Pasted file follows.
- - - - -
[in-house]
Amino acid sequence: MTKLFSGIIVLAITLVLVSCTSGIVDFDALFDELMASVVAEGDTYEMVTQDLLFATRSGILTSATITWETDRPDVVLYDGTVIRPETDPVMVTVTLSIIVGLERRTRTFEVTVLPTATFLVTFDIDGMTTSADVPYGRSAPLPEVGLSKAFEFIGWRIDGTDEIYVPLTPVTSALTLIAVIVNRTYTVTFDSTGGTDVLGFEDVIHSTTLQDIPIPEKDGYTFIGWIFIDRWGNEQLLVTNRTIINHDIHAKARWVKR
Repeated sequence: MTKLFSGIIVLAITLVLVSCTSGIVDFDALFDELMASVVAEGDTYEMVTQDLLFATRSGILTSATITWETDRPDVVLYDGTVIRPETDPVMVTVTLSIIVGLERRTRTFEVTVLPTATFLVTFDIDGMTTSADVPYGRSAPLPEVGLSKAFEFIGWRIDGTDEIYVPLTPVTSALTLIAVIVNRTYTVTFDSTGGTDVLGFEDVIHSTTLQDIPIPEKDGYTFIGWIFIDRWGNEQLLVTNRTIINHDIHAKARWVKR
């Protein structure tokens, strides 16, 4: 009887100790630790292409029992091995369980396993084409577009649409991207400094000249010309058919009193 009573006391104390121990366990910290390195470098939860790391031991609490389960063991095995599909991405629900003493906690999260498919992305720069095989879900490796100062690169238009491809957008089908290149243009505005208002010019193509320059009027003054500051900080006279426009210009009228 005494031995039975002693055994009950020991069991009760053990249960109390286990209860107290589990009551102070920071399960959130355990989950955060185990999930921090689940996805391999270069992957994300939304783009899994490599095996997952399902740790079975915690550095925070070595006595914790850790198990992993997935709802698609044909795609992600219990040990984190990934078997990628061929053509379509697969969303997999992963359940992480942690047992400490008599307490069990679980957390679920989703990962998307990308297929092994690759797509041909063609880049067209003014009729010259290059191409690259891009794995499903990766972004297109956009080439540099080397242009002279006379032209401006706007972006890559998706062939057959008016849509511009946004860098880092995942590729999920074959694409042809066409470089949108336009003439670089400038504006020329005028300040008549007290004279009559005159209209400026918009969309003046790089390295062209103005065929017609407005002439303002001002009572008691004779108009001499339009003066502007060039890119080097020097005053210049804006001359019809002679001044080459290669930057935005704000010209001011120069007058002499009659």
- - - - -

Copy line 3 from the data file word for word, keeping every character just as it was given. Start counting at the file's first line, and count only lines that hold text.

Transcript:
Repeated sequence: MTKLFSGIIVLAITLVLVSCTSGIVDFDALFDELMASVVAEGDTYEMVTQDLLFATRSGILTSATITWETDRPDVVLYDGTVIRPETDPVMVTVTLSIIVGLERRTRTFEVTVLPTATFLVTFDIDGMTTSADVPYGRSAPLPEVGLSKAFEFIGWRIDGTDEIYVPLTPVTSALTLIAVIVNRTYTVTFDSTGGTDVLGFEDVIHSTTLQDIPIPEKDGYTFIGWIFIDRWGNEQLLVTNRTIINHDIHAKARWVKR